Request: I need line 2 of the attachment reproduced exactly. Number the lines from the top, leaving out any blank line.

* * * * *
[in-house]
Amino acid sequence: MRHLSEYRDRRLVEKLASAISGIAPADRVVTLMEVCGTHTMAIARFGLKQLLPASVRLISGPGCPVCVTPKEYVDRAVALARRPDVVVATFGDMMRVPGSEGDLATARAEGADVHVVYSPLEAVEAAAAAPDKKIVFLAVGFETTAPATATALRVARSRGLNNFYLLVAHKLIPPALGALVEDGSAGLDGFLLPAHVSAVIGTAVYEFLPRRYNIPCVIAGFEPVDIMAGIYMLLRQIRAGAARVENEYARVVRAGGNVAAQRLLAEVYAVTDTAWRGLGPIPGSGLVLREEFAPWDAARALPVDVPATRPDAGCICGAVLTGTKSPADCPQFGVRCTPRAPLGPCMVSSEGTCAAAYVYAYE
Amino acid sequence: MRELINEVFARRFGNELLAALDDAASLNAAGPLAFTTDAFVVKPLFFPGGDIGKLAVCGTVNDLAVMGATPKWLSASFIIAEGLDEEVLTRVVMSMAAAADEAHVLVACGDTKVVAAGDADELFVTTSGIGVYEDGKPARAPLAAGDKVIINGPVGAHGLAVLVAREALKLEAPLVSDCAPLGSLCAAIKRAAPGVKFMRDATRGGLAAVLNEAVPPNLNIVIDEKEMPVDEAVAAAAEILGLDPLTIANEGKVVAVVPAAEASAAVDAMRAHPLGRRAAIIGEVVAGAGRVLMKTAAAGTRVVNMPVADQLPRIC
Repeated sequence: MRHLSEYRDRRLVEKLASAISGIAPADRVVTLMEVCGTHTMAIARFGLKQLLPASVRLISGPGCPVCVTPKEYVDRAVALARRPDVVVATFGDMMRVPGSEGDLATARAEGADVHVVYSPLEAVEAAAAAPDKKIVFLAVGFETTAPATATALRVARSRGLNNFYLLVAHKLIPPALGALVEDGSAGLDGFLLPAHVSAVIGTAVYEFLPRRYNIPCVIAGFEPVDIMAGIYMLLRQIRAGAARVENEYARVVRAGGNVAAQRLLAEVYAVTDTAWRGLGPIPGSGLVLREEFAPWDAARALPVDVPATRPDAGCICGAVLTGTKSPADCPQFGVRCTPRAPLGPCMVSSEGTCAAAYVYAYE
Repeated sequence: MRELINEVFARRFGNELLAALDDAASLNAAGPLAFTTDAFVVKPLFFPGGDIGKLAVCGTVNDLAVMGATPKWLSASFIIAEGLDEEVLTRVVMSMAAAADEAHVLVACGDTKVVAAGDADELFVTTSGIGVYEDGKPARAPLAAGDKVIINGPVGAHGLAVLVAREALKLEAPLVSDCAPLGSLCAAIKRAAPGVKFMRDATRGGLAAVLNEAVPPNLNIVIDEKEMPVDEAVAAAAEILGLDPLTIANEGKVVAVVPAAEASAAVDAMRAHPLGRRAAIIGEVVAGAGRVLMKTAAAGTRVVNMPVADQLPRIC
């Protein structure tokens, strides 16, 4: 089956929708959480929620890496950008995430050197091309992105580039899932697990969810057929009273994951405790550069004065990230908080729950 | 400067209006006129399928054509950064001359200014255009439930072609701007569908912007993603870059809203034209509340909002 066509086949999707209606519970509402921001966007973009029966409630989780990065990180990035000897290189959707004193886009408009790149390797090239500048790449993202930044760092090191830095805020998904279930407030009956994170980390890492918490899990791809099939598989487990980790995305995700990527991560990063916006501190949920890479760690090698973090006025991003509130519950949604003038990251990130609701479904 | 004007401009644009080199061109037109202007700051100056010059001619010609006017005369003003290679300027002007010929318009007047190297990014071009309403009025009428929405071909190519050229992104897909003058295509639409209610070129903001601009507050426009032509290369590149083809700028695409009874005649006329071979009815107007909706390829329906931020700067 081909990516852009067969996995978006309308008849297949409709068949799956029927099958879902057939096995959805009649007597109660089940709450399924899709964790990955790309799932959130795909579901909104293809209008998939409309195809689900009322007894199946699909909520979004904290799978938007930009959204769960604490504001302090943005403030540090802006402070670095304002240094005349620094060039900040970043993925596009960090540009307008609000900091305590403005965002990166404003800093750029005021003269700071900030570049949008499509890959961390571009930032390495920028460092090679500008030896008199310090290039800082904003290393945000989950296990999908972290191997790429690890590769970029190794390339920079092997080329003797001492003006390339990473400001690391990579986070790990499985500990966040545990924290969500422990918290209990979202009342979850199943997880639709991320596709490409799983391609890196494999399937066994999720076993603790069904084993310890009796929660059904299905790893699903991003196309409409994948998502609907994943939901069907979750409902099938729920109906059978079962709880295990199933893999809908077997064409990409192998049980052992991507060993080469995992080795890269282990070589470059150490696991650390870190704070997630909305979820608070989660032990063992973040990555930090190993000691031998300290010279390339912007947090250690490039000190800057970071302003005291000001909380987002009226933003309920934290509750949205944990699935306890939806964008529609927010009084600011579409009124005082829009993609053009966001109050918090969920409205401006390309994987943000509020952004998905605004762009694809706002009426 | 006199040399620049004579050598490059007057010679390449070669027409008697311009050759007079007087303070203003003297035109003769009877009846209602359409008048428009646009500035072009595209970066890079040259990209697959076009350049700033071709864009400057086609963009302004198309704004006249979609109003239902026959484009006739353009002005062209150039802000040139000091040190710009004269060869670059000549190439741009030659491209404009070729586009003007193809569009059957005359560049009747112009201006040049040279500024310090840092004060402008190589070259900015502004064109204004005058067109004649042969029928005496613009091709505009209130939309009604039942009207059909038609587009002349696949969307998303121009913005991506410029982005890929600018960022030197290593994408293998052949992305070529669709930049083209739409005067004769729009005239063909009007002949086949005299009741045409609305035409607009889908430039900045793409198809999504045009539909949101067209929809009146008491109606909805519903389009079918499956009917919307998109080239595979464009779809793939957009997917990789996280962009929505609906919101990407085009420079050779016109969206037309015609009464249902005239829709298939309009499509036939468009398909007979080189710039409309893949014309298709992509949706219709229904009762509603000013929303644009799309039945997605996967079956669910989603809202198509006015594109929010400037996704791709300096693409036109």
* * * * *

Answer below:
Amino acid sequence: MRHLSEYRDRRLVEKLASAISGIAPADRVVTLMEVCGTHTMAIARFGLKQLLPASVRLISGPGCPVCVTPKEYVDRAVALARRPDVVVATFGDMMRVPGSEGDLATARAEGADVHVVYSPLEAVEAAAAAPDKKIVFLAVGFETTAPATATALRVARSRGLNNFYLLVAHKLIPPALGALVEDGSAGLDGFLLPAHVSAVIGTAVYEFLPRRYNIPCVIAGFEPVDIMAGIYMLLRQIRAGAARVENEYARVVRAGGNVAAQRLLAEVYAVTDTAWRGLGPIPGSGLVLREEFAPWDAARALPVDVPATRPDAGCICGAVLTGTKSPADCPQFGVRCTPRAPLGPCMVSSEGTCAAAYVYAYE